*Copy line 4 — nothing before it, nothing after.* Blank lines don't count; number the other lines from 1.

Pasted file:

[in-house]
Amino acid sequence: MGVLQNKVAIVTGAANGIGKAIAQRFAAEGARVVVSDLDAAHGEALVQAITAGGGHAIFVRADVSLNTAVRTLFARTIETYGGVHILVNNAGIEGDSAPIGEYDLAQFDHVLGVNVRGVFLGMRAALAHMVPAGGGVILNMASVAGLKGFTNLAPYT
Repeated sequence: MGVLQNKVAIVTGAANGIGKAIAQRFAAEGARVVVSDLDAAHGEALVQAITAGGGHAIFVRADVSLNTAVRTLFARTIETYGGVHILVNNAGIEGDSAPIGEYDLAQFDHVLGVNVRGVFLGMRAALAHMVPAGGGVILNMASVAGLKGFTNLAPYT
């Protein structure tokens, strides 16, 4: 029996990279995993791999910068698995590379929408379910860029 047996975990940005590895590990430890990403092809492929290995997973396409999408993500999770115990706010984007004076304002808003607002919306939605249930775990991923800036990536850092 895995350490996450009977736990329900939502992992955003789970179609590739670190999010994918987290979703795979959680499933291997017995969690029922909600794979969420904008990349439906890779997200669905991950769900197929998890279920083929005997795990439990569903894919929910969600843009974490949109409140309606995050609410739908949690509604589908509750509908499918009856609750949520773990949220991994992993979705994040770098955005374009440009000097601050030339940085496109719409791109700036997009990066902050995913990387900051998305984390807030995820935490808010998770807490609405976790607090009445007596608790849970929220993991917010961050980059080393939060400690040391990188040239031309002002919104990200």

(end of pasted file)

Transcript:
């Protein structure tokens, strides 16, 4: 029996990279995993791999910068698995590379929408379910860029 047996975990940005590895590990430890990403092809492929290995997973396409999408993500999770115990706010984007004076304002808003607002919306939605249930775990991923800036990536850092 895995350490996450009977736990329900939502992992955003789970179609590739670190999010994918987290979703795979959680499933291997017995969690029922909600794979969420904008990349439906890779997200669905991950769900197929998890279920083929005997795990439990569903894919929910969600843009974490949109409140309606995050609410739908949690509604589908509750509908499918009856609750949520773990949220991994992993979705994040770098955005374009440009000097601050030339940085496109719409791109700036997009990066902050995913990387900051998305984390807030995820935490808010998770807490609405976790607090009445007596608790849970929220993991917010961050980059080393939060400690040391990188040239031309002002919104990200």